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Herein lies the peace of God.
September 17, 2013 3:27 PM   Subscribe

It was Ben who introduced me to A Course In Miracles. He was part of a self-help group that ran workshops based on a couple of popular New Age spiritual philosophies. Ben credited this group with his ongoing recovery from a mysterious undiagnosed chronic pain and illness, and he encouraged me to embrace it as a cure for whatever it was that caused me to spend so many of my days unable to get out of bed.
"Failing a Course in Miracles," Anne Ouellette, The Toast
posted by Rustic Etruscan (17 comments total) 18 users marked this as a favorite

 
If you reject the world of bullshit, it can feel pretty lonely.
posted by Xoebe at 4:13 PM on September 17, 2013 [6 favorites]


This article describes the culture that exists on about exactly half of the acreage of the islands between Victoria and Port Hardy to the North. I've found it pleasant but un-examined and sometimes vexing.
posted by Mei's lost sandal at 4:16 PM on September 17, 2013 [1 favorite]


I think learning that a lot of adults who seem to have their life together are actually faking it is a pretty useful life lesson for a teenager.
posted by Elementary Penguin at 4:34 PM on September 17, 2013 [17 favorites]


I just came across (from another angle) this bit of research on control and pattern recognition, and it totally explains this particular bit of magical thinking. People who feel desperately out of control in their lives - and none of us have all that much control - will do just about anything to regain a feeling of control, and their perception is actually skewed while they're looking for solutions.
posted by restless_nomad at 4:35 PM on September 17, 2013 [8 favorites]


I once worked in the religion, philosophy and occult section of a big bookstore. I had everything from Boethius to Bigfoot. I was a lowly clerk, but some of the salespeople would still try to work me. The only one creepier and more aggressive than the Course In Miracles guy was the Bhagwan Shree Rajneesh salesman. (I still retain "Books I Have Loved", by the latter, in my collection, if only for the discussion of Das Kapital).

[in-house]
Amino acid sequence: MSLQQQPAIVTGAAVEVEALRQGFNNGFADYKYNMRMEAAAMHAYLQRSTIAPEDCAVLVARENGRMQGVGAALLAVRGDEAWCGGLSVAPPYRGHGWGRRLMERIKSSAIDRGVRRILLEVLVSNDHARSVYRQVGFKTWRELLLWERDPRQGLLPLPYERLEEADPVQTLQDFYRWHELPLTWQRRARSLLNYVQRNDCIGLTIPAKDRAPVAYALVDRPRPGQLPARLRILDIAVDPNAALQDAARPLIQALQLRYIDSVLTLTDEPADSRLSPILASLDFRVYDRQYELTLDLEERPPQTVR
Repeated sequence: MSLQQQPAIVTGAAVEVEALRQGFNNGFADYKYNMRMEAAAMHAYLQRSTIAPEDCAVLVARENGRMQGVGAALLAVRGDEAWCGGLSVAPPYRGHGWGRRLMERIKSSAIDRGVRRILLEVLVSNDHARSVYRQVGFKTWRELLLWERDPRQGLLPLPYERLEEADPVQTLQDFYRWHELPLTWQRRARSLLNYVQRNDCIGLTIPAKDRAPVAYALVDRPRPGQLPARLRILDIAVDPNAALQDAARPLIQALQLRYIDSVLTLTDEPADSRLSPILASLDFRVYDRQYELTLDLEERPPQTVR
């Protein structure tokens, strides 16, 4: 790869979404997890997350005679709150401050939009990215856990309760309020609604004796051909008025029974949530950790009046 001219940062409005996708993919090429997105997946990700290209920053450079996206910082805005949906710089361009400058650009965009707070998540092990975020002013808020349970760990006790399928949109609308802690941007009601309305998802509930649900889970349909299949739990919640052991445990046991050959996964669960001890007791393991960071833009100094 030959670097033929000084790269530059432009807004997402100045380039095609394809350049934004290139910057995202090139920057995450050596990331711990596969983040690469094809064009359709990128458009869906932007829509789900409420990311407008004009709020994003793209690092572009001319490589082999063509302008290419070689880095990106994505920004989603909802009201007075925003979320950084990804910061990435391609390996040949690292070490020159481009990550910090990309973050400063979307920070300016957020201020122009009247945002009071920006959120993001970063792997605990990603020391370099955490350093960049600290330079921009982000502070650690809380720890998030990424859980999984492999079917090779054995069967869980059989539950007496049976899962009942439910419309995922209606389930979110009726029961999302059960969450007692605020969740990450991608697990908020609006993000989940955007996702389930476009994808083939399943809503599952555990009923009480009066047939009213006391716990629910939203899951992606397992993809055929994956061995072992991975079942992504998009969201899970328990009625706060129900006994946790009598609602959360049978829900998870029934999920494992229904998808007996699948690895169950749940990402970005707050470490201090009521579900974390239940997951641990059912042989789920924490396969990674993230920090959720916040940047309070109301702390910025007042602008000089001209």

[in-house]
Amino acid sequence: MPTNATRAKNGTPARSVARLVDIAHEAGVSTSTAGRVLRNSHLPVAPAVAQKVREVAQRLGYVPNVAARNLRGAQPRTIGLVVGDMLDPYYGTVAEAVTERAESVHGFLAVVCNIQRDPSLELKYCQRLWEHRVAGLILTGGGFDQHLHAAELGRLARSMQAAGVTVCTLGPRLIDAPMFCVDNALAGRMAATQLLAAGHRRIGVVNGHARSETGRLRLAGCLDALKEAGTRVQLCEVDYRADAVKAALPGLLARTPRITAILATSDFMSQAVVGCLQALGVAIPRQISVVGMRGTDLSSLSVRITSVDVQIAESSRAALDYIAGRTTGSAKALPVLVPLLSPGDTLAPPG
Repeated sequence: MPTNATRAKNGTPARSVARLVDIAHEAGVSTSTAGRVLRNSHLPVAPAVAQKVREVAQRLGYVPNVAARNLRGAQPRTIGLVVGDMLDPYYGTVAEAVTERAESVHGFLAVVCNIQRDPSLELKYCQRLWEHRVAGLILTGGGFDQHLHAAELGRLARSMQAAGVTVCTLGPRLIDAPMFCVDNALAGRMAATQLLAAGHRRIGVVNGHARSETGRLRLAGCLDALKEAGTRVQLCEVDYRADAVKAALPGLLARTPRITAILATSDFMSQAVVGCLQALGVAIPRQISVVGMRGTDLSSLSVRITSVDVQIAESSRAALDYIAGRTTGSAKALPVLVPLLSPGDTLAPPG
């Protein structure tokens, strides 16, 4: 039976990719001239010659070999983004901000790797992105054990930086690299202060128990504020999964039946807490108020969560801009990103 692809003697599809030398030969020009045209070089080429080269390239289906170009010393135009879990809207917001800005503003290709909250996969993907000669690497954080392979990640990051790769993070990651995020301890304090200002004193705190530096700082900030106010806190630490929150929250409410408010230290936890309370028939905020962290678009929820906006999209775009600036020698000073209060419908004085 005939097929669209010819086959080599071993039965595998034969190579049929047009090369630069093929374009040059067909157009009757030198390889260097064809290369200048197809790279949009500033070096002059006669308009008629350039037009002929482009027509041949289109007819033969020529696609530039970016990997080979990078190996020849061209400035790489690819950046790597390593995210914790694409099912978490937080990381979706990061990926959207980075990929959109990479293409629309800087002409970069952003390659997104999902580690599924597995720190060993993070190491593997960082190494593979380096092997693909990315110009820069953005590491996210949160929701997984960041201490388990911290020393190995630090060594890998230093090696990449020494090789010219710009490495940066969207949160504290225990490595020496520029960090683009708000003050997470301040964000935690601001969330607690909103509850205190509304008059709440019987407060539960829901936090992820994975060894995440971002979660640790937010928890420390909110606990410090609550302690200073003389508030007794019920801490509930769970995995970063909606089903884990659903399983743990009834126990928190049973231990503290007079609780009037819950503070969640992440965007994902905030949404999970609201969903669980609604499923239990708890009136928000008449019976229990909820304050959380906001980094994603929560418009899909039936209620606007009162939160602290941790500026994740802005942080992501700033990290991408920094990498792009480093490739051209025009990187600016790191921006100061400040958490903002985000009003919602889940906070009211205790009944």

I'd go with The Urantia Book, if I were you.
posted by thelonius at 4:41 PM on September 17, 2013 [5 favorites]


If you were in your early 20's in the 1970's, you couldn't swing a cat without hitting a cult member in the head. Literally. (Heh.) Interestingly, some of the most intelligent and creative and even skeptical people got sucked in. You can read all about it on the Internet, still.

I'm too embarrassed to name the cult that got me, but at least it was just four years, and I didn't have to wear anything special or follow a bunch of rules. I actually don't regret it, unlike people who got stuck in it for decades. It was the zeitgeist. It was something in the air. After drugs and anti-war marches accomplished a lot less that we had envisioned in 1967, we were ready for either making bombs or worshiping a poontang-obsessed faux Hindu guru.

Of course, cults and religions will always be with us. Rick Ross has a pretty good cult watch website.
posted by kozad at 4:57 PM on September 17, 2013 [2 favorites]


There was something... I remember meeting a friend from high school, and asking him how he was: "Fine, since I GAVE MY LIFE TO JESUS.*" I grew up in Edmonton, where a bunch of people in my circle were part of the Emissaries of Divine Light. I went to a couple of lectures, but they were so vague I couldn't understand anything they were talking about. One of my friends was very disappointed that I was too stupid to understand. They were a pretty lame cult though.

* the caps are for somber foolishness, not volume.
posted by sneebler at 5:39 PM on September 17, 2013


Oh god, the passive-aggressive airing of grievances under the guise of sharing inner emotions, aaahahahahahah
posted by en forme de poire at 5:43 PM on September 17, 2013 [6 favorites]


This was a really good read. I don't know if anyone else was disappointed with The Hairpin's summer camp series this summer, but this is what it should have been like.
posted by oinopaponton at 5:52 PM on September 17, 2013 [1 favorite]


I am absolutely loving The Toast right now, nearly every article is just delightful. I may not like it, but there's just a really good feel to it.
posted by geek anachronism at 7:27 PM on September 17, 2013 [1 favorite]


See, I went the other way. As a teenager and into that weird place at about 18-19. I spent a lot of time reading Einstein and various religious books with a soupcon of Philosophy. I did the books of Jewish Law, the Vedas and the Book of Mormon. I ended up in the Quaballah and Crowley as well as Dionne Fortune and their ilk.